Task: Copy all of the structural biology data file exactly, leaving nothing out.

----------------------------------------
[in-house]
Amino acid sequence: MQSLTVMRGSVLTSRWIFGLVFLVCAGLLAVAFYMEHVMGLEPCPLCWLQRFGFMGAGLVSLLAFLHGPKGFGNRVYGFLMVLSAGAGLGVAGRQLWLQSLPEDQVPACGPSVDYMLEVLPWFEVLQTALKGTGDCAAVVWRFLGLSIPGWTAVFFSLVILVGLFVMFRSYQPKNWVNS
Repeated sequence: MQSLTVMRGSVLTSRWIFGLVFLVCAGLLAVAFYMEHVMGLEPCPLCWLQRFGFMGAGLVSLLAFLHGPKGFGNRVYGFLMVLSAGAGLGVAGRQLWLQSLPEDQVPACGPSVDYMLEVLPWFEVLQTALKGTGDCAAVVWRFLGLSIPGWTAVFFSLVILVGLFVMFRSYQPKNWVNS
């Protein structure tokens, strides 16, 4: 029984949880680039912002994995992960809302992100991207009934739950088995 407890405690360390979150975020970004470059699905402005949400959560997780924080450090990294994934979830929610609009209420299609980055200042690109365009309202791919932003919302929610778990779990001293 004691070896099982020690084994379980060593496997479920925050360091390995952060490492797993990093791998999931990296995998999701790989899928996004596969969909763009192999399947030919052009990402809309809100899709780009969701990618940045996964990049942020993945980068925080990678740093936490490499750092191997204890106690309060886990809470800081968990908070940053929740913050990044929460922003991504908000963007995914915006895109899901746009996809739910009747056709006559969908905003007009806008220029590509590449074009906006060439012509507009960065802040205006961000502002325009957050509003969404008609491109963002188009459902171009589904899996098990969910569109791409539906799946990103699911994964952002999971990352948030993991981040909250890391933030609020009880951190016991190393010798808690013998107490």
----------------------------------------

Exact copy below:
[in-house]
Amino acid sequence: MQSLTVMRGSVLTSRWIFGLVFLVCAGLLAVAFYMEHVMGLEPCPLCWLQRFGFMGAGLVSLLAFLHGPKGFGNRVYGFLMVLSAGAGLGVAGRQLWLQSLPEDQVPACGPSVDYMLEVLPWFEVLQTALKGTGDCAAVVWRFLGLSIPGWTAVFFSLVILVGLFVMFRSYQPKNWVNS
Repeated sequence: MQSLTVMRGSVLTSRWIFGLVFLVCAGLLAVAFYMEHVMGLEPCPLCWLQRFGFMGAGLVSLLAFLHGPKGFGNRVYGFLMVLSAGAGLGVAGRQLWLQSLPEDQVPACGPSVDYMLEVLPWFEVLQTALKGTGDCAAVVWRFLGLSIPGWTAVFFSLVILVGLFVMFRSYQPKNWVNS
């Protein structure tokens, strides 16, 4: 029984949880680039912002994995992960809302992100991207009934739950088995 407890405690360390979150975020970004470059699905402005949400959560997780924080450090990294994934979830929610609009209420299609980055200042690109365009309202791919932003919302929610778990779990001293 004691070896099982020690084994379980060593496997479920925050360091390995952060490492797993990093791998999931990296995998999701790989899928996004596969969909763009192999399947030919052009990402809309809100899709780009969701990618940045996964990049942020993945980068925080990678740093936490490499750092191997204890106690309060886990809470800081968990908070940053929740913050990044929460922003991504908000963007995914915006895109899901746009996809739910009747056709006559969908905003007009806008220029590509590449074009906006060439012509507009960065802040205006961000502002325009957050509003969404008609491109963002188009459902171009589904899996098990969910569109791409539906799946990103699911994964952002999971990352948030993991981040909250890391933030609020009880951190016991190393010798808690013998107490």